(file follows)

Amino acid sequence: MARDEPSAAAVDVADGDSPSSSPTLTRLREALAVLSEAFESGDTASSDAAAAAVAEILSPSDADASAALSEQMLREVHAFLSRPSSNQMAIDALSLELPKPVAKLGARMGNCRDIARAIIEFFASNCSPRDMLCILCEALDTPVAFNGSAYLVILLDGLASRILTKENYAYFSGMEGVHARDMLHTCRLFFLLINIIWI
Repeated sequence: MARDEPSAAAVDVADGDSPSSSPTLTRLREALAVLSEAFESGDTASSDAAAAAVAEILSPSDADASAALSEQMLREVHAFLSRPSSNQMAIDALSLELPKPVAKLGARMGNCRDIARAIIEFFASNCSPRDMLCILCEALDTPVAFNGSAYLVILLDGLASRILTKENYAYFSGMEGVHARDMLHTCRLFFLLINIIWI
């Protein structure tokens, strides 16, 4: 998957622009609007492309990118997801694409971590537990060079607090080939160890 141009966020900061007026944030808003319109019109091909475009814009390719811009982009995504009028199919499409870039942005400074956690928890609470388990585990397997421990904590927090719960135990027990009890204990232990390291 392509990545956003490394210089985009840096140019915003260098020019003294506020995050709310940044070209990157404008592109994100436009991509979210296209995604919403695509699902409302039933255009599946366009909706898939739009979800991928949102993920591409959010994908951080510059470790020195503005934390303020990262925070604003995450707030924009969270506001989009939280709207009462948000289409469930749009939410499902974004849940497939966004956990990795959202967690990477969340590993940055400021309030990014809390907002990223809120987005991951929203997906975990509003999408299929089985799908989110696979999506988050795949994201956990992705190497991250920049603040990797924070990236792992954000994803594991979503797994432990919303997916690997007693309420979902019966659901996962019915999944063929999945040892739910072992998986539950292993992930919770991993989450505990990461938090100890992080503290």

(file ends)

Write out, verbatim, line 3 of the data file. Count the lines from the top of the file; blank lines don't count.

């Protein structure tokens, strides 16, 4: 998957622009609007492309990118997801694409971590537990060079607090080939160890 141009966020900061007026944030808003319109019109091909475009814009390719811009982009995504009028199919499409870039942005400074956690928890609470388990585990397997421990904590927090719960135990027990009890204990232990390291 392509990545956003490394210089985009840096140019915003260098020019003294506020995050709310940044070209990157404008592109994100436009991509979210296209995604919403695509699902409302039933255009599946366009909706898939739009979800991928949102993920591409959010994908951080510059470790020195503005934390303020990262925070604003995450707030924009969270506001989009939280709207009462948000289409469930749009939410499902974004849940497939966004956990990795959202967690990477969340590993940055400021309030990014809390907002990223809120987005991951929203997906975990509003999408299929089985799908989110696979999506988050795949994201956990992705190497991250920049603040990797924070990236792992954000994803594991979503797994432990919303997916690997007693309420979902019966659901996962019915999944063929999945040892739910072992998986539950292993992930919770991993989450505990990461938090100890992080503290």